Dealing With HOA Disputes
It is increasingly common for homes to be built in a community governed by a homeowners association (HOA). Disputes are common in HOAs both between homeowners in the community and the HOA board. It’s true that HOA board members can sometimes be too nosy, intervening in minor disputes when they should be minding their own business. In other instances, HOA board members may fail to perform the duties required of them.
HOA disputes can happen in a number of ways. When they do, HOA boards and homeowners need a strong legal strategy for dealing with these issues. If they don’t, they can face expensive litigation. Read on to learn more about HOA disputes and how to deal with them.
Types of Disputes
Some of the most common HOA disputes between neighbors include:
- Poorly maintained yards/houses
- Noise complaints (music, parties, etc.)
- Disruptive children
- Barking dogs
- Illegal behavior/nuisance activity
The most common issues with the HOA board include:
- Fines against the homeowners
- Disagreements about alleged violations of rules and restrictions
- Different interpretations of rules
- The HOA enforcing rules when it shouldn’t be doing so
- Selective enforcement of rules
- Increases in dues
- Mismanagement of money
- Election disputes
Dealing With Disputes
The first step should be to inform the HOA of the issue. A good HOA should have a clear dispute resolution policy to show fairness. This also shows that the HOA cares for the wellbeing of all its members.
If the issue cannot be resolved internally, the next step is to consider alternative forms of dispute resolution, such as mediation and arbitration. Mediation involves the use of a neutral third party to help the parties reach a resolution. However, the final decision is not legally binding, so there is no way to force either party to abide by the resolution. Because of this, many people use arbitration, which can be legally binding. However, the neutral third party, or arbitrator, makes the final decisions, which neither party may agree with. Both options require a lot of time and money but are cheaper than going to court. It is recommended that you hire an attorney to represent your interests in mediation and/or arbitration.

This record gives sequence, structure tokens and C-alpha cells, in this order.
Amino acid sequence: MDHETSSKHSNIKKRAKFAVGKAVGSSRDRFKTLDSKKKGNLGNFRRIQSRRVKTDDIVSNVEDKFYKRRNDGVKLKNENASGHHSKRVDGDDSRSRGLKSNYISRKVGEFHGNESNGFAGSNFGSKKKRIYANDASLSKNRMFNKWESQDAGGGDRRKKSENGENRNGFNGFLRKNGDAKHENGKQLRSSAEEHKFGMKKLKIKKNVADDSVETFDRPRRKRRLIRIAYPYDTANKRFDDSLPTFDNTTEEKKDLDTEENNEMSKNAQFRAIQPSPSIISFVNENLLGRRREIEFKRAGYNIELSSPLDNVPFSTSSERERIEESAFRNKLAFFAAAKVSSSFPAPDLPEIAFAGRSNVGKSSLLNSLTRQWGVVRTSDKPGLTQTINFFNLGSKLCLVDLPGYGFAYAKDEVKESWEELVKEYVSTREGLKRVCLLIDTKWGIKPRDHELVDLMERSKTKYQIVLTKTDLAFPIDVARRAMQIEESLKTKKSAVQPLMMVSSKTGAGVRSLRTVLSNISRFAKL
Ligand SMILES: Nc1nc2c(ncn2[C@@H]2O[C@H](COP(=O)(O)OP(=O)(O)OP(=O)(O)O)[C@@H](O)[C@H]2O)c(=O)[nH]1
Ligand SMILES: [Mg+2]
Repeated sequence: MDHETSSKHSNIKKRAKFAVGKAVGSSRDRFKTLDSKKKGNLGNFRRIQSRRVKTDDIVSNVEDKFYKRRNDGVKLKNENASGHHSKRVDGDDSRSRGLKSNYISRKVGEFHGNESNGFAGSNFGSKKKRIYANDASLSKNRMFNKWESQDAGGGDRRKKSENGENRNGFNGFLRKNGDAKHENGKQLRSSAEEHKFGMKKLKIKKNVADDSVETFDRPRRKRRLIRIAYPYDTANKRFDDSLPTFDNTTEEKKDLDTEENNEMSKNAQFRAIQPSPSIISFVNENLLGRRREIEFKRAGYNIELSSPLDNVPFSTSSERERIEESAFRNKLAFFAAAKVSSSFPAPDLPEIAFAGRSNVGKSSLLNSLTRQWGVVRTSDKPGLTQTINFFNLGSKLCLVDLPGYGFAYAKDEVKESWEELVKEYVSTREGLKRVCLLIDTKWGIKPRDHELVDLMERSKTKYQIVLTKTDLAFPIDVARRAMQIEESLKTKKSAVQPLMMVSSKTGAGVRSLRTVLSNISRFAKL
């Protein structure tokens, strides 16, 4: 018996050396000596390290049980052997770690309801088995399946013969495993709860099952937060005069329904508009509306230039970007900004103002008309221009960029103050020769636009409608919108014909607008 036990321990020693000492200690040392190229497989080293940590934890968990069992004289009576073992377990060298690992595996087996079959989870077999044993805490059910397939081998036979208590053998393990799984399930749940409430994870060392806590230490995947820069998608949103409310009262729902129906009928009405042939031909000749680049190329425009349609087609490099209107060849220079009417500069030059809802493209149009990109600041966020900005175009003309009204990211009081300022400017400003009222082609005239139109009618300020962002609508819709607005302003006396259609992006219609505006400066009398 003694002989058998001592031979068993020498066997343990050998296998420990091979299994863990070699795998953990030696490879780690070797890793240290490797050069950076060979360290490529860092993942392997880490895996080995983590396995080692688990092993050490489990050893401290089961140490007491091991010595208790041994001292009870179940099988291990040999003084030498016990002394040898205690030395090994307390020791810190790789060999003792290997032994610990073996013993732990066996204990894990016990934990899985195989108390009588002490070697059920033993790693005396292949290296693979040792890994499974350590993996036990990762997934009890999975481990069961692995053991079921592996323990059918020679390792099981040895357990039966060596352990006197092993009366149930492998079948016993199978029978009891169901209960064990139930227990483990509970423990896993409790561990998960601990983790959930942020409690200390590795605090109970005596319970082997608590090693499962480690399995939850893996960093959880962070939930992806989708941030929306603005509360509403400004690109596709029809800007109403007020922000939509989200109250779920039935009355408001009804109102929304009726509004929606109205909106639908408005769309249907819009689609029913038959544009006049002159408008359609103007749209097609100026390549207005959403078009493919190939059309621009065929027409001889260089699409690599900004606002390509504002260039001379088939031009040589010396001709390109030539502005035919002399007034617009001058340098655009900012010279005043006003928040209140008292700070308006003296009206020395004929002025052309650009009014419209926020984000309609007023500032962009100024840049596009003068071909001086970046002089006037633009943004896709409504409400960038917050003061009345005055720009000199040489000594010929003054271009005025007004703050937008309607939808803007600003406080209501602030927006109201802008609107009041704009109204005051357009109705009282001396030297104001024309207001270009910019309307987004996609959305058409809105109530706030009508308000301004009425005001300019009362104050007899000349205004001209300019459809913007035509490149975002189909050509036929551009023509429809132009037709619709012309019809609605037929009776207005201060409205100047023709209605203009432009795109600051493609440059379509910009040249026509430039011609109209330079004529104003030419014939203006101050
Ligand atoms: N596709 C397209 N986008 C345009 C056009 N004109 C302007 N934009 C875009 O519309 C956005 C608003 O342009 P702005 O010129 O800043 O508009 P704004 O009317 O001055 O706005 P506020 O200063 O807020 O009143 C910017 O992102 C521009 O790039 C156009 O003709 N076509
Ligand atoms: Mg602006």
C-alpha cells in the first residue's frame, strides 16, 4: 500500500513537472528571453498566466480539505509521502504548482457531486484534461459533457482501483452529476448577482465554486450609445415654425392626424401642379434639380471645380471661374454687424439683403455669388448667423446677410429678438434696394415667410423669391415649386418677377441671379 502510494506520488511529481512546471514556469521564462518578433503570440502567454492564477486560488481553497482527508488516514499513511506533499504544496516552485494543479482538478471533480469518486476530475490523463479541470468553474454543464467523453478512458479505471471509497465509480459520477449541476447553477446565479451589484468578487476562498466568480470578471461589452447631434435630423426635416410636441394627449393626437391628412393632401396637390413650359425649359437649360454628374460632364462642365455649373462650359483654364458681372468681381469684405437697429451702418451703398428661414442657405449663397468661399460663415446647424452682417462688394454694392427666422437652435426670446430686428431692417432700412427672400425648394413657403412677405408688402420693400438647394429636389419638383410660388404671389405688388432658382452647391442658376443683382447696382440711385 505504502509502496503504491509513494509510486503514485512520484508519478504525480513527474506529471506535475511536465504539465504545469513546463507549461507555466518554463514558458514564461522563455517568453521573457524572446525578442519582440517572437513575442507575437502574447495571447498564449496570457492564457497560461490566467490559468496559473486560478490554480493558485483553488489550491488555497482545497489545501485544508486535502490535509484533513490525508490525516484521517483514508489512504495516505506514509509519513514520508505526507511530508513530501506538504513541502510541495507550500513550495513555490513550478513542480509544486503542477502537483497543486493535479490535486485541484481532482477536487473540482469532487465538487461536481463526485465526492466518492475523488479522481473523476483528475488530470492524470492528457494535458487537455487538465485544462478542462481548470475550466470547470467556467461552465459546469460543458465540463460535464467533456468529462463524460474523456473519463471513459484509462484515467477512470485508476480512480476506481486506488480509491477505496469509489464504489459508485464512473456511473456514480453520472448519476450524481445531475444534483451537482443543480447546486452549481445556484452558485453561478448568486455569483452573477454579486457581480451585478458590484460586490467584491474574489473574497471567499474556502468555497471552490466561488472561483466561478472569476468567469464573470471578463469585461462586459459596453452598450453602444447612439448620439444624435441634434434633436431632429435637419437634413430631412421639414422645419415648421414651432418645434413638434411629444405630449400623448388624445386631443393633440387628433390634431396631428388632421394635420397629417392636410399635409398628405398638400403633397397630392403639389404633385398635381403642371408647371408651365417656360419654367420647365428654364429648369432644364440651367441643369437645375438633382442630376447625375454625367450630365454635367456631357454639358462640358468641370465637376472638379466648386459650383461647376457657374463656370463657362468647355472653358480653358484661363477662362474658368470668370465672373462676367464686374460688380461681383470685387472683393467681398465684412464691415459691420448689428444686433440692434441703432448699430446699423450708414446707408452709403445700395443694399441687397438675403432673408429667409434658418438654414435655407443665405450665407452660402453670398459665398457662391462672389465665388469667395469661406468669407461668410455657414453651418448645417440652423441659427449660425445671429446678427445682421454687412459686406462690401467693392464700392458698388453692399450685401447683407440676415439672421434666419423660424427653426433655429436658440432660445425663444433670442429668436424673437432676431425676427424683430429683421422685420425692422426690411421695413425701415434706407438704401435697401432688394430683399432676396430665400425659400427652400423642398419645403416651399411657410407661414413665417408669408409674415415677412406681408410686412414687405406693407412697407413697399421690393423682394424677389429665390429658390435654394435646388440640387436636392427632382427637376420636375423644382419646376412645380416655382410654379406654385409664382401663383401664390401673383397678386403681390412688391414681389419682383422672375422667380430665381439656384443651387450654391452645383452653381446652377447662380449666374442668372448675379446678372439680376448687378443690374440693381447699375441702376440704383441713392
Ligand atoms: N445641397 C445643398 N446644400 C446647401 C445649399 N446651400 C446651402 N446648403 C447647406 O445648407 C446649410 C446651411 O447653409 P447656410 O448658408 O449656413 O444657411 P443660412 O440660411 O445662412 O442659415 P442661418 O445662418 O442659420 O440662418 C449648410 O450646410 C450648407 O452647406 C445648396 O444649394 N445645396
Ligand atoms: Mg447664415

If none of these options work, you may need to proceed to court by filing a lawsuit. Keep in mind, though, that filing a lawsuit leads to litigation, so the process can be long and costly. Unless you can settle outside of court, expect a costly battle.
Contact a Bradenton Homeowners Association Dispute Lawyer Today
Homeowners associations are not always fair to homeowners. Some favor certain homeowners and discriminate against others, while some simply collect the money and do nothing to resolve any issues. Some even file lawsuits over minor matters.
If you are facing issues with your HOA, the Bradenton homeowners association dispute attorney at Cahall Law Firm can help you understand your legal options. We will bring forth our best effort and never stop working until we obtain the best possible results under the circumstances. Schedule a free consultation by filling out the online form or calling our office at (941) 281-2019.